Rounding out the top ten are the Texas Rangers who have lost 16 out of their last 26 games, but have still managed to be tops in the AL West. They’ve had a tough schedule and have had to endure the last month without probably their two best hitters in Josh Hamilton and Nelson Cruz who are both due back soon.
Surges and Swoons
The Cleveland Indians still have the best record in baseball. Still. Not only that, but they also have the league’s best run differential which means they aren’t exactly winning one-run games and then getting blown out. They’ve won in every way possible and have done so with a solid all around game. Shortstop Asdrubal Cabrera is not a good defensive player (despite what our eyes may tell us), but I am genuinely starting to believe that he’s for real at the plate. On Sunday, he became just the fourth shortstop in history to go five for five with two homeruns and five RBI in the same game as the Tribe smacked around the Reds 12-4.
I debated long and hard on moving them past the Rangers and into the top ten and they were damn close. I still ultimately believe that they will eventually come down to earth, but they are literally impressing the pants off of me with how they’ve been able to continue this improbable run. I mean it, my pants are gone. I moved them up another six spots this week to 11th meaning that they’ve moved up 11 total spots in a three-week span and 19 spots since the beginning of the year. Even if they come back down to earth, they are much better than I thought they would be.
The Milwaukee Brewers swooned in the first part of the last month and fell to 14-20 on the season, but in the last two weeks, they have reversed the trend posting the best record in the Majors over that span. They now sit a game above .500 and are nipping at the heels of the Reds and Cards. With Zack Greinke and Yovani Gallardo starting to figure it out at the top of the rotation, they might be primed for another move upward in the coming weeks.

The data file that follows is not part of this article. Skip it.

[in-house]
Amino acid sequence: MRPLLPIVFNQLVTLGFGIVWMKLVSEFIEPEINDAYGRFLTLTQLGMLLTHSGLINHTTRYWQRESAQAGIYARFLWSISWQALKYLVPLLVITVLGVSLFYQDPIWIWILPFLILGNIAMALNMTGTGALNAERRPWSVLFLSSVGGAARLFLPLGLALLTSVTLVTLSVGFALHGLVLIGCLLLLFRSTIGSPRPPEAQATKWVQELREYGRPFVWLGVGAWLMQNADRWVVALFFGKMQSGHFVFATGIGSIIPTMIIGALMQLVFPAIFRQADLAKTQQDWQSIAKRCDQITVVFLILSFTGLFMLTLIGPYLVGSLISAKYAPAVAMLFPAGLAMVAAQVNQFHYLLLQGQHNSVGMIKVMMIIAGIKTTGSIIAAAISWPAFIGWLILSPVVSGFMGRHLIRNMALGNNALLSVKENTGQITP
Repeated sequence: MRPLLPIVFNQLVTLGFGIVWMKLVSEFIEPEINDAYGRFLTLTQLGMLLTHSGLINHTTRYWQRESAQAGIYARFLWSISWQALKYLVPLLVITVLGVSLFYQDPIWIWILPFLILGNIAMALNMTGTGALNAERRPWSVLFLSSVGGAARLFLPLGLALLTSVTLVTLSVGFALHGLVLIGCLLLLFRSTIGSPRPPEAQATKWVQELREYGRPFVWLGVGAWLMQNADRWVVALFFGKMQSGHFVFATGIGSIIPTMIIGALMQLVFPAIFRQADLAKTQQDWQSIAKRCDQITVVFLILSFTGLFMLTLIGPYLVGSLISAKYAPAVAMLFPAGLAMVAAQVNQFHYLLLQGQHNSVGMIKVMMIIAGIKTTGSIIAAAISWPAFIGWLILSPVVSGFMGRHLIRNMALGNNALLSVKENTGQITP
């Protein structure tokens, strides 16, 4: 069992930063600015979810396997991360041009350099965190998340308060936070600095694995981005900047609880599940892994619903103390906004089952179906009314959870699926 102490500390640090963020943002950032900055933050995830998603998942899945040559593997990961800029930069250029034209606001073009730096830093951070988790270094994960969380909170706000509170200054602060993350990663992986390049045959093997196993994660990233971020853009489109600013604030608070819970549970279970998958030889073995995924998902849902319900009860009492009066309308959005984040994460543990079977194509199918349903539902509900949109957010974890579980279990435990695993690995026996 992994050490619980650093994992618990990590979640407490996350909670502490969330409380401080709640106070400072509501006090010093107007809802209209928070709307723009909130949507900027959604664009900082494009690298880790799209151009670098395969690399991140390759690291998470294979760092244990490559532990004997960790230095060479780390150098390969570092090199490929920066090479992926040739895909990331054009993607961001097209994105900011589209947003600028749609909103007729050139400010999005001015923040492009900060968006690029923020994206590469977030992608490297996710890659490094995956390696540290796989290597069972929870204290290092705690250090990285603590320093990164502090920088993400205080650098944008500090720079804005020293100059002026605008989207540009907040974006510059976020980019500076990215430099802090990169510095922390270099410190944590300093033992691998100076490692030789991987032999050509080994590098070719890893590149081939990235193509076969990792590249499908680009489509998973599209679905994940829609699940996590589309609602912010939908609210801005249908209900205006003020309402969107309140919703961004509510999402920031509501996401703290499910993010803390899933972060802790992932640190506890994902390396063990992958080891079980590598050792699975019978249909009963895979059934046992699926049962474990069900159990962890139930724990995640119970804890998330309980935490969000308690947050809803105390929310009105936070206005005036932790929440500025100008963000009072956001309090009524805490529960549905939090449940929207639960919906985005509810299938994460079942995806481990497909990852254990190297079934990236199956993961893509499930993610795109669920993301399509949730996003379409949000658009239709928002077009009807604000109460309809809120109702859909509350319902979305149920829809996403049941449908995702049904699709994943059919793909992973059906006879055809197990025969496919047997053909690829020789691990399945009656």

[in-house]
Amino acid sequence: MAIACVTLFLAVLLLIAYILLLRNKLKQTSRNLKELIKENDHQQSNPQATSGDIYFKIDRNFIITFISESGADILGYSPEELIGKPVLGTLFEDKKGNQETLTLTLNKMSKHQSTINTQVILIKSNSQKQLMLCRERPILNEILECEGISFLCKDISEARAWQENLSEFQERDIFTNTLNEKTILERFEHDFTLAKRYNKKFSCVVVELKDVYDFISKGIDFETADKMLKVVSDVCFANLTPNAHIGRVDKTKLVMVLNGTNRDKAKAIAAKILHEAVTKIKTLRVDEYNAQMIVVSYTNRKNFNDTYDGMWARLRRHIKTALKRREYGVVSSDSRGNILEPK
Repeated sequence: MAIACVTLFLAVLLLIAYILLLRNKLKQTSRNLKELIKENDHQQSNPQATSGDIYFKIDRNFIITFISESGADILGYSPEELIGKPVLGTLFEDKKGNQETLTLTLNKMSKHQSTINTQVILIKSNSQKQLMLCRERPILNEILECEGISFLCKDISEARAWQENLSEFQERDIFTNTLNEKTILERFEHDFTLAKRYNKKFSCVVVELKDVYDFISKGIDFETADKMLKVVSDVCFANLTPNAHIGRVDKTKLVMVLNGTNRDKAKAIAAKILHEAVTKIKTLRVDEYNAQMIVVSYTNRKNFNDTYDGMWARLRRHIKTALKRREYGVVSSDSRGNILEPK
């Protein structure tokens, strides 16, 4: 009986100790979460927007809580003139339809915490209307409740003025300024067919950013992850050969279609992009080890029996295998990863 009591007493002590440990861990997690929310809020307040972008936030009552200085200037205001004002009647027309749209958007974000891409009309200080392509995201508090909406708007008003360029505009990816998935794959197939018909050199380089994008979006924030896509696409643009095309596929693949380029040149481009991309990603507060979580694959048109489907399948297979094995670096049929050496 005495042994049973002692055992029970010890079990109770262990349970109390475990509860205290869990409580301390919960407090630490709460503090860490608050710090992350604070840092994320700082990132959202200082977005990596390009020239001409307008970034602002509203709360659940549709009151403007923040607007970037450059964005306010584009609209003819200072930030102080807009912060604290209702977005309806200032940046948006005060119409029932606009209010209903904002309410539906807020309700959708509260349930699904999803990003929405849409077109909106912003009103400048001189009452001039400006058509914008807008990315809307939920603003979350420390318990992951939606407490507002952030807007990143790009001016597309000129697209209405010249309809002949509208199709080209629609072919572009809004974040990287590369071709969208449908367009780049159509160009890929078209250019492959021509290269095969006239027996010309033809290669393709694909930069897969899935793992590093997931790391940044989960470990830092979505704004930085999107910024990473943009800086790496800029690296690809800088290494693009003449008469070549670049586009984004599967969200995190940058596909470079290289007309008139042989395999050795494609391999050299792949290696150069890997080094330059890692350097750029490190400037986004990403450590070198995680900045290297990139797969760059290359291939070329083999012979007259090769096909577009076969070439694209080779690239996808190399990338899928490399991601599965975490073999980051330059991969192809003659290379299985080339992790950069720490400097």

The Blue Jays moved up three spots from 19th to 16th after an 8-4 fortnight, while the White Sox are starting to figure it out going 9-4 over the last two weeks. I moved them up from 24th to 17th. The seven spot jump was the biggest in the rankings.
The Arizona Diamondbacks have been quietly on a tear the last ten days or so, winning eight of their last nine. The sweep over the terrible Twins can’t be considered too great, but they’ve managed to bring themselves out of the bottom five into 25th.
As for the swoons, the Athletics have fallen from seventh to 12th after a 4-8 stretch. They now sit in last in the AL West, but their superb pitching keeps them second in the division in the rankings. The Rockies continue to struggle having now gone 11-19 since their 12-3 start. They fall out of the top ten to 14th. Their division mates in LA are also free falling. The team I picked to win the West looks terrible and fell another five spots from 14th to 19th. The Cubs also fall three spots to 21st and into the bottom ten after a 5-7 stretch.
The Bottom Five
The Mariners and Pirates are each sitting at 22-24, which is respectable, but ultimately there isn’t much to get excited for with either of these teams. The Mariners have managed to stay relevant with some great pitching from ace Felix Hernandez and rookie phenom Michael Pineda, but they still sit 26th, one spot ahead of the Pirates.
The Twins continue their free fall, basically flipping places with the Indians since the start of the year. They fell another six spots to 28th after a league-worst 3-10 record over the past two weeks. They now hold the Majors’ worst record at 15-30.
The Padres fall another spot to 29th after a 5-8 fortnight, but interestingly enough, their anemic offense has scored more runs than any other NL team over that span with 64. However, their usually solid pitching gave up the second-most runs in that same time.
Bringing up the rear are the Houston Astros, once again. Winning two of three in Toronto was nice, but they still managed only a 4-9 record over the last two weeks. They’re terrible.